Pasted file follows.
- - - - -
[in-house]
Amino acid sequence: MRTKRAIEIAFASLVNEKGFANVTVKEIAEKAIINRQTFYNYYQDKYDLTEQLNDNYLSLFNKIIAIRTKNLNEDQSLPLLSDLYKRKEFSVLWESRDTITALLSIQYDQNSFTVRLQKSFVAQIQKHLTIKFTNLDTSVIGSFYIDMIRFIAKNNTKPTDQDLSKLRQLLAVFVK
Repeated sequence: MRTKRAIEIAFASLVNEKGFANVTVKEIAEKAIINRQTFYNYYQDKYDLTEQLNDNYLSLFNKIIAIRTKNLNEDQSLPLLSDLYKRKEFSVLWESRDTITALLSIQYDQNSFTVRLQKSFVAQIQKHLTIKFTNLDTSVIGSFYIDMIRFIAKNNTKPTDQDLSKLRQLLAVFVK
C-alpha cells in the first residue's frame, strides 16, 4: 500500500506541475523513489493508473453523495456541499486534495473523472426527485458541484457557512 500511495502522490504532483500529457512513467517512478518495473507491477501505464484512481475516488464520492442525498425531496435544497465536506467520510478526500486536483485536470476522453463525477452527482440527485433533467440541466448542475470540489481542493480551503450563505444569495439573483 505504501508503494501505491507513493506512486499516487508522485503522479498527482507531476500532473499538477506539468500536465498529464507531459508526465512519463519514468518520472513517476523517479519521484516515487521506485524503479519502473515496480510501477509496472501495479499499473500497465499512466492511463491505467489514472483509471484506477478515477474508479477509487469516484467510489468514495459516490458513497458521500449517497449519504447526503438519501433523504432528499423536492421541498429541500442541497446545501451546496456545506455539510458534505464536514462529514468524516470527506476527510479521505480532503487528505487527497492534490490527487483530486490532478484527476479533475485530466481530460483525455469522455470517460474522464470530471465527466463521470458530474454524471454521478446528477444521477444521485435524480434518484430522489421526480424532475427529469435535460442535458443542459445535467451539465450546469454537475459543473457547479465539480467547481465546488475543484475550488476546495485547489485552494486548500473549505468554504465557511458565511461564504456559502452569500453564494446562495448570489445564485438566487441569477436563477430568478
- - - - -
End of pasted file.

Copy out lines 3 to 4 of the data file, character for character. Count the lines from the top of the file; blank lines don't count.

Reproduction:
Repeated sequence: MRTKRAIEIAFASLVNEKGFANVTVKEIAEKAIINRQTFYNYYQDKYDLTEQLNDNYLSLFNKIIAIRTKNLNEDQSLPLLSDLYKRKEFSVLWESRDTITALLSIQYDQNSFTVRLQKSFVAQIQKHLTIKFTNLDTSVIGSFYIDMIRFIAKNNTKPTDQDLSKLRQLLAVFVK
C-alpha cells in the first residue's frame, strides 16, 4: 500500500506541475523513489493508473453523495456541499486534495473523472426527485458541484457557512 500511495502522490504532483500529457512513467517512478518495473507491477501505464484512481475516488464520492442525498425531496435544497465536506467520510478526500486536483485536470476522453463525477452527482440527485433533467440541466448542475470540489481542493480551503450563505444569495439573483 505504501508503494501505491507513493506512486499516487508522485503522479498527482507531476500532473499538477506539468500536465498529464507531459508526465512519463519514468518520472513517476523517479519521484516515487521506485524503479519502473515496480510501477509496472501495479499499473500497465499512466492511463491505467489514472483509471484506477478515477474508479477509487469516484467510489468514495459516490458513497458521500449517497449519504447526503438519501433523504432528499423536492421541498429541500442541497446545501451546496456545506455539510458534505464536514462529514468524516470527506476527510479521505480532503487528505487527497492534490490527487483530486490532478484527476479533475485530466481530460483525455469522455470517460474522464470530471465527466463521470458530474454524471454521478446528477444521477444521485435524480434518484430522489421526480424532475427529469435535460442535458443542459445535467451539465450546469454537475459543473457547479465539480467547481465546488475543484475550488476546495485547489485552494486548500473549505468554504465557511458565511461564504456559502452569500453564494446562495448570489445564485438566487441569477436563477430568478